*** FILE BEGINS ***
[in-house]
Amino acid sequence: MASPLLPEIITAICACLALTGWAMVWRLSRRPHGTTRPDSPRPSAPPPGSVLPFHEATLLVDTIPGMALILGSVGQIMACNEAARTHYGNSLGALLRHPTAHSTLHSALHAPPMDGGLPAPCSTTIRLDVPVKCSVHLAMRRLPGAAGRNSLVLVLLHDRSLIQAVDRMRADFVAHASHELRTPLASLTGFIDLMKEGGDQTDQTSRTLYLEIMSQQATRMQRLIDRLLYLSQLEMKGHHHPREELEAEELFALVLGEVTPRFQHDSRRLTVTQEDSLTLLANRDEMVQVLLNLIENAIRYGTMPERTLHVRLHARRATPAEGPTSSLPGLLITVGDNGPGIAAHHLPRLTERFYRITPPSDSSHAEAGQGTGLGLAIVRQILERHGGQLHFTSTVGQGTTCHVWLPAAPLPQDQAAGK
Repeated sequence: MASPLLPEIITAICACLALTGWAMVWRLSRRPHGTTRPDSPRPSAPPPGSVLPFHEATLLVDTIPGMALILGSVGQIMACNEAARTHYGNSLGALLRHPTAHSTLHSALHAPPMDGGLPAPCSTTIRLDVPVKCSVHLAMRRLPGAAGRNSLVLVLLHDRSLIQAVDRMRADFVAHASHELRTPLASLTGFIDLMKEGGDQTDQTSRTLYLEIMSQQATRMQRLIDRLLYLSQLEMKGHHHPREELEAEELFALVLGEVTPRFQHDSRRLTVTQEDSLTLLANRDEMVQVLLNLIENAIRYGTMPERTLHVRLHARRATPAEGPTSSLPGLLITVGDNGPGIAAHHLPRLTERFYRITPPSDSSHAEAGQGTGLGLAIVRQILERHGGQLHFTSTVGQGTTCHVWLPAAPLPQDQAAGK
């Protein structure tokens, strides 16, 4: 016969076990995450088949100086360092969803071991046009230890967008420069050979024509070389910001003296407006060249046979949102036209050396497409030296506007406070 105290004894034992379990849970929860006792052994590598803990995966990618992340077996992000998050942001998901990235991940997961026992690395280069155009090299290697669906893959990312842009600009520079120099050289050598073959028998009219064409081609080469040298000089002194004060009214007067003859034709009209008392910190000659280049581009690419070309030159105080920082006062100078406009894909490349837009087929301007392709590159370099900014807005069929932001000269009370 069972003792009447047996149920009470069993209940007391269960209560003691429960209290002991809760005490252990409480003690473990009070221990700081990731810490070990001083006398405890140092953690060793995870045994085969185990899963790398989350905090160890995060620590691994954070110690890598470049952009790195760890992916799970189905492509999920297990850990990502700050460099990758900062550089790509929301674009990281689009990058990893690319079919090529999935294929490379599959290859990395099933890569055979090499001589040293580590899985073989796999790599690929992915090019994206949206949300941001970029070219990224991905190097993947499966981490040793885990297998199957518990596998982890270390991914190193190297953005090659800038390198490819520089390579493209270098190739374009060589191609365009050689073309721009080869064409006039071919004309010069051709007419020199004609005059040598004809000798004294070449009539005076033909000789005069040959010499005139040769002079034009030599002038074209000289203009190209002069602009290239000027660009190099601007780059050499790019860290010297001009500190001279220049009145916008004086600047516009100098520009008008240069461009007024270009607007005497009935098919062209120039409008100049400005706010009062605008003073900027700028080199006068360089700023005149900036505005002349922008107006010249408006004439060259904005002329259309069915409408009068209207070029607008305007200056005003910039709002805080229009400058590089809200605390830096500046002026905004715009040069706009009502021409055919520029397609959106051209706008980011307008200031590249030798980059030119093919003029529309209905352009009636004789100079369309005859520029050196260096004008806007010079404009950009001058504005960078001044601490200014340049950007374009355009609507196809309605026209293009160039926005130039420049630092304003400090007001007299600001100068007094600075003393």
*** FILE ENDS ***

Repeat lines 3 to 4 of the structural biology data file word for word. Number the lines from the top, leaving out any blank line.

Repeated sequence: MASPLLPEIITAICACLALTGWAMVWRLSRRPHGTTRPDSPRPSAPPPGSVLPFHEATLLVDTIPGMALILGSVGQIMACNEAARTHYGNSLGALLRHPTAHSTLHSALHAPPMDGGLPAPCSTTIRLDVPVKCSVHLAMRRLPGAAGRNSLVLVLLHDRSLIQAVDRMRADFVAHASHELRTPLASLTGFIDLMKEGGDQTDQTSRTLYLEIMSQQATRMQRLIDRLLYLSQLEMKGHHHPREELEAEELFALVLGEVTPRFQHDSRRLTVTQEDSLTLLANRDEMVQVLLNLIENAIRYGTMPERTLHVRLHARRATPAEGPTSSLPGLLITVGDNGPGIAAHHLPRLTERFYRITPPSDSSHAEAGQGTGLGLAIVRQILERHGGQLHFTSTVGQGTTCHVWLPAAPLPQDQAAGK
């Protein structure tokens, strides 16, 4: 016969076990995450088949100086360092969803071991046009230890967008420069050979024509070389910001003296407006060249046979949102036209050396497409030296506007406070 105290004894034992379990849970929860006792052994590598803990995966990618992340077996992000998050942001998901990235991940997961026992690395280069155009090299290697669906893959990312842009600009520079120099050289050598073959028998009219064409081609080469040298000089002194004060009214007067003859034709009209008392910190000659280049581009690419070309030159105080920082006062100078406009894909490349837009087929301007392709590159370099900014807005069929932001000269009370 069972003792009447047996149920009470069993209940007391269960209560003691429960209290002991809760005490252990409480003690473990009070221990700081990731810490070990001083006398405890140092953690060793995870045994085969185990899963790398989350905090160890995060620590691994954070110690890598470049952009790195760890992916799970189905492509999920297990850990990502700050460099990758900062550089790509929301674009990281689009990058990893690319079919090529999935294929490379599959290859990395099933890569055979090499001589040293580590899985073989796999790599690929992915090019994206949206949300941001970029070219990224991905190097993947499966981490040793885990297998199957518990596998982890270390991914190193190297953005090659800038390198490819520089390579493209270098190739374009060589191609365009050689073309721009080869064409006039071919004309010069051709007419020199004609005059040598004809000798004294070449009539005076033909000789005069040959010499005139040769002079034009030599002038074209000289203009190209002069602009290239000027660009190099601007780059050499790019860290010297001009500190001279220049009145916008004086600047516009100098520009008008240069461009007024270009607007005497009935098919062209120039409008100049400005706010009062605008003073900027700028080199006068360089700023005149900036505005002349922008107006010249408006004439060259904005002329259309069915409408009068209207070029607008305007200056005003910039709002805080229009400058590089809200605390830096500046002026905004715009040069706009009502021409055919520029397609959106051209706008980011307008200031590249030798980059030119093919003029529309209905352009009636004789100079369309005859520029050196260096004008806007010079404009950009001058504005960078001044601490200014340049950007374009355009609507196809309605026209293009160039926005130039420049630092304003400090007001007299600001100068007094600075003393």